(a) ․ [A] person disclosing a substantial interest in an order issued by ․ the Under Secretary of Transportation for Security with respect to security duties and powers designated to be carried out by the Under Secretary 1 ․ in whole or in part under ․ subsection (l) or [ (r) ] of section 114 2 may apply for review of the order by filing a petition for review in the United States Court of Appeals for the District of Columbia Circuit or in the court of appeals of the United States for the circuit in which the person resides or has its principal place of business․
(c) When the petition is sent to the ․ Under Secretary, ․ the court has exclusive jurisdiction to affirm, amend, modify, or set aside any part of the order․
Id. § 46110.
As the parties correctly observe, TSA issued the SSI Order by invoking its security duties and powers under 49 U.S.C. § 114(r), one of the subsections specifically referenced in § 46110(a). See SSI Order at 1. And Lacson clearly “disclos[es] a substantial interest” in the SSI Order because it served as a predicate for his termination. 49 U.S.C. § 46110(a). Thus, both Lacson and TSA conclude that § 46110 gives us jurisdiction over this petition for review. See Lacson Supp'l Br. 5; TSA Supp'l Br. 2–3.
Because the question relates to our jurisdiction to hear the case, we are obligated to conduct an independent inquiry, notwithstanding the parties' agreement. See Steel Co. v. Citizens for a Better Env't, 523 U.S. 83, 94–95, 118 S.Ct. 1003, 140 L.Ed.2d 210 (1998).3 Even so, the logic of their position is persuasive, and in the end we agree with it. But the question is complicated by the fact that the MSPB and the United States Court of Appeals for the Federal Circuit indisputably have exclusive jurisdiction to review TSA's decision to terminate Lacson. 49 U.S.C. §§ 114(n), 40122(g)(3), (h); 28 U.S.C. § 1295(a)(9); see Elgin v. Dep't of Treasury, ––– U.S. ––––, ––––, 132 S.Ct. 2126, 2131, 183 L.Ed.2d 1 (2012).
As aficionados of our MSPB jurisprudence will recognize, federal employees are ordinarily not permitted to split a challenge to an adverse personnel action between the MSPB and a federal district court or regional court of appeals. Rather, the Civil Service Reform Act of 1978 (CSRA), 5 U.S.C. §§ 1101 et seq., generally requires employees to bring such claims first in an action before the MSPB and thereafter to the Federal Circuit. See 5 U.S.C. § § 1204, 7701, 7703(b)(1). As the Supreme Court explained in its foundational opinion on the subject, a “structural element [of the CSRA] is the primacy of the MSPB for administrative resolution of disputes over adverse personnel action, and the primacy of the United States Court of Appeals for the Federal Circuit for judicial review.” United States v. Fausto, 484 U.S. 439, 449, 108 S.Ct. 668, 98 L.Ed.2d 830 (1988) (citations omitted).
We recognize that Lacson is not invoking our jurisdiction to review the adverse personnel action against him (i.e., his termination), but rather the order finding that his posts contained Sensitive Security Information. Yet, a number of cases in recent years have extended the logic of Fausto beyond challenges to adverse personnel actions themselves. In Fornaro v. James, a putative class of retired law enforcement officers asked the U.S. District Court for the District of Columbia to review, under the Administrative Procedure Act (APA), an Office of Personnel Management (OPM) policy that had resulted in reduced annuity payments to retirees. 416 F.3d 63, 65–66 (D.C.Cir.2005).4 The plaintiffs conceded that the MSPB and the Federal Circuit had exclusive jurisdiction to review their individual benefits determinations, but they argued that this did not preclude their bringing “what they contend[ed was] a collateral, systemwide challenge to OPM policy” by employing the APA's waiver of sovereign immunity. Id. at 67; see 5 U.S.C. § 702. We disagreed. As we explained, exercising jurisdiction over the plaintiffs' systemwide challenge via the APA “would plainly undermine the whole point of channeling review of benefits determinations to the MSPB,” as it would permit the district court (and this court on appeal), rather than the MSPB, to “decide the merits of the plaintiffs' claims for benefits.” Id. at 68. Accordingly, we affirmed dismissal of the action for lack of jurisdiction.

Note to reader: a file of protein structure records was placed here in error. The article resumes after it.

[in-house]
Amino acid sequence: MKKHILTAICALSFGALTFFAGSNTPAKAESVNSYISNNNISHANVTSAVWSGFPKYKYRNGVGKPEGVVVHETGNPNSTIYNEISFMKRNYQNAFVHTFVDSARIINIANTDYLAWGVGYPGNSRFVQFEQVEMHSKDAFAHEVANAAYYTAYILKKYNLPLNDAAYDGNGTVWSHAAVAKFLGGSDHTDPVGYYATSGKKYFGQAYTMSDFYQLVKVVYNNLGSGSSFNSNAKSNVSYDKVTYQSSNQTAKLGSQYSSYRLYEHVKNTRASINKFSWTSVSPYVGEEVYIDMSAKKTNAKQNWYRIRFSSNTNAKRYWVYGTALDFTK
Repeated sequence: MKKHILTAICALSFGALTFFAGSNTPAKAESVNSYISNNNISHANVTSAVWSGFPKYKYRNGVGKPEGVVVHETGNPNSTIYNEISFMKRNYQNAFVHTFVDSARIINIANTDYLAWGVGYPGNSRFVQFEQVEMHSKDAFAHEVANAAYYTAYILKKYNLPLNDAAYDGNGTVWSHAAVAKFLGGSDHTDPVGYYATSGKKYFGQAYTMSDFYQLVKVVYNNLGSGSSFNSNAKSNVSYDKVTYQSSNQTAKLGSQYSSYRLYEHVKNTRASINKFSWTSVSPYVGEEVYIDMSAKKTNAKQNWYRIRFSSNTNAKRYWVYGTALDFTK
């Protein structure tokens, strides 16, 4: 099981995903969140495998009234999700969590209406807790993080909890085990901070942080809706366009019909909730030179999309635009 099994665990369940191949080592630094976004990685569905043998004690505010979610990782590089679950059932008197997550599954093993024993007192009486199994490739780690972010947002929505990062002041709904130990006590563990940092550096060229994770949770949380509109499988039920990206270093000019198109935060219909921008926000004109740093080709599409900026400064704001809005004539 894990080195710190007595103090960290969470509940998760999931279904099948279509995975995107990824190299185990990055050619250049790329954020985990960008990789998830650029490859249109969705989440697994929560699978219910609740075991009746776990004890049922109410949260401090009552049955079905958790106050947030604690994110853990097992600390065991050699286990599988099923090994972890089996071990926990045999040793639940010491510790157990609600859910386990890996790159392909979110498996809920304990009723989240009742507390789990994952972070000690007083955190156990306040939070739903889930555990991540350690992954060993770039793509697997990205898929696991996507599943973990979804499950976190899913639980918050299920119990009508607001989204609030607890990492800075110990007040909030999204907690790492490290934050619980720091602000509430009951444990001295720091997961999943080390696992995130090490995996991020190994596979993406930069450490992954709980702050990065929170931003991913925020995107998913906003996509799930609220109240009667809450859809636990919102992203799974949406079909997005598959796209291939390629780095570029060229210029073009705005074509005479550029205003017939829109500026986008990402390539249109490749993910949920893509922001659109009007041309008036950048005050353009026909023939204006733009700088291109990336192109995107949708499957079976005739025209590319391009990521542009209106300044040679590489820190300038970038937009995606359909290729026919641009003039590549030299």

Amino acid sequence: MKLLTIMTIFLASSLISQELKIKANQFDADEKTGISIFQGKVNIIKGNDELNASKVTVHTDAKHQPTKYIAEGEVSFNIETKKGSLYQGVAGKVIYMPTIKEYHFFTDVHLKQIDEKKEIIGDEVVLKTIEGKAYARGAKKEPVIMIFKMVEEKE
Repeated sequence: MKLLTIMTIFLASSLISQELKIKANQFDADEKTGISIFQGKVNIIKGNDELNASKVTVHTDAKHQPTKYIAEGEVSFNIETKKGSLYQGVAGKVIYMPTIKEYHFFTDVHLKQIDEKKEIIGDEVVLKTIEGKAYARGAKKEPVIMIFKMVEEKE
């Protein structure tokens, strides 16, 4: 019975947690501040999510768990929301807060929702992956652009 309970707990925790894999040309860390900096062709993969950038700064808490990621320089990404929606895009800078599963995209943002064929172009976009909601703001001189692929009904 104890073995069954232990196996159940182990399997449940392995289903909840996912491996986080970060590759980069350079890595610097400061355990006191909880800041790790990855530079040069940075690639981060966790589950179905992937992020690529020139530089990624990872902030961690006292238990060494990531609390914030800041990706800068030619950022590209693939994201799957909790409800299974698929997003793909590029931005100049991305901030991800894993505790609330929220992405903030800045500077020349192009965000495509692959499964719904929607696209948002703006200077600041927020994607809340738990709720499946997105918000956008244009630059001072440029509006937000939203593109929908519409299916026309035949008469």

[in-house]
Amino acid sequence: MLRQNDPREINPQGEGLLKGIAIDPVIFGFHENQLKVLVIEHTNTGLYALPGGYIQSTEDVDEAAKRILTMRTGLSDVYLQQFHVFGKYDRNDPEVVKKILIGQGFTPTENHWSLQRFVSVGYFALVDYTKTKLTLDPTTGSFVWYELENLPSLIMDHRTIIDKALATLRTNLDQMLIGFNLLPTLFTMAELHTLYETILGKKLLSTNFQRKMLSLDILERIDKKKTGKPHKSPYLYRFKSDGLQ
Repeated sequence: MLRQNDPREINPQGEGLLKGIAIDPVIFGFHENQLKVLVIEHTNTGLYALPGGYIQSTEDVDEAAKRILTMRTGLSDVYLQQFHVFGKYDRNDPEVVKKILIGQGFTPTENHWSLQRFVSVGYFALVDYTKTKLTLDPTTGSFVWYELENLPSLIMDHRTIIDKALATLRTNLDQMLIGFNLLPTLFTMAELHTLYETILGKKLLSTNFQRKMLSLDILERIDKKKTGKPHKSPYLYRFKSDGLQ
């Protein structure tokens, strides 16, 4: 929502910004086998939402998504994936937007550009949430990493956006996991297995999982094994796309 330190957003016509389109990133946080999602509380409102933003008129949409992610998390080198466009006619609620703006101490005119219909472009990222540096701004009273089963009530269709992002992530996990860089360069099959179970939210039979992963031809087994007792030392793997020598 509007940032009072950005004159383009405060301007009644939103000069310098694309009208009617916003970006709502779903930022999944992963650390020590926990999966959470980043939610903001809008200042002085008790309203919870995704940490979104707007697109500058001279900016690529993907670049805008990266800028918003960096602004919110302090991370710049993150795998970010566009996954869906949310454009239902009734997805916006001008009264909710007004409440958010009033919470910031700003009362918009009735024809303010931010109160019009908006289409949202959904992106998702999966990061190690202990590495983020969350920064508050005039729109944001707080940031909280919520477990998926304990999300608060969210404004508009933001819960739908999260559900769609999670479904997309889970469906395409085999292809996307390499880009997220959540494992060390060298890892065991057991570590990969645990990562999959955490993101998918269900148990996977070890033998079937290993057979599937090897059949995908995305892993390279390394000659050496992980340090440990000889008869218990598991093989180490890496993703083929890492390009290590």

We repeated this approach in Nyunt v. Chairman, Broadcasting Board of Governors, 589 F.3d 445 (D.C.Cir.2009). There, a prospective employee asked the district court to invalidate, under the APA, an agency policy that had resulted in his non-selection for a position on the Broadcasting Board of Governors, a personnel action that could normally be challenged only through the CSRA. See id. at 447–48. Just as in Fornaro, we rejected the claim. A prospective employee may not “ ‘circumvent’ “ the CSRA process by bringing an APA challenge in district court, we said, whether in the form of “a ‘systemwide challenge’ to an agency policy interpreting a statute” or as a challenge to “the implementation of such a policy in a particular case.” Id. at 449 (quoting Grosdidier v. Chairman, Broad. Bd. of Governors, 560 F.3d 495, 497 (D.C.Cir.2009), and Fornaro, 416 F.3d at 67). Quoting yet another of our cases in this line, we repeated that, “ ‘except where Congress specifies otherwise, the Civil Service Reform Act is the proper statutory vehicle for covered federal employees to challenge personnel actions by their employers.’ “ Nyunt, 589 F.3d at 448 (quoting Grosdidier, 560 F.3d at 495–96); see Grosdidier, 560 F.3d at 497 (“As our Court has emphasized, the CSRA is comprehensive and exclusive. Federal employees may not circumvent the Act's requirements and limitations by resorting to the catchall APA to challenge agency employment actions.”).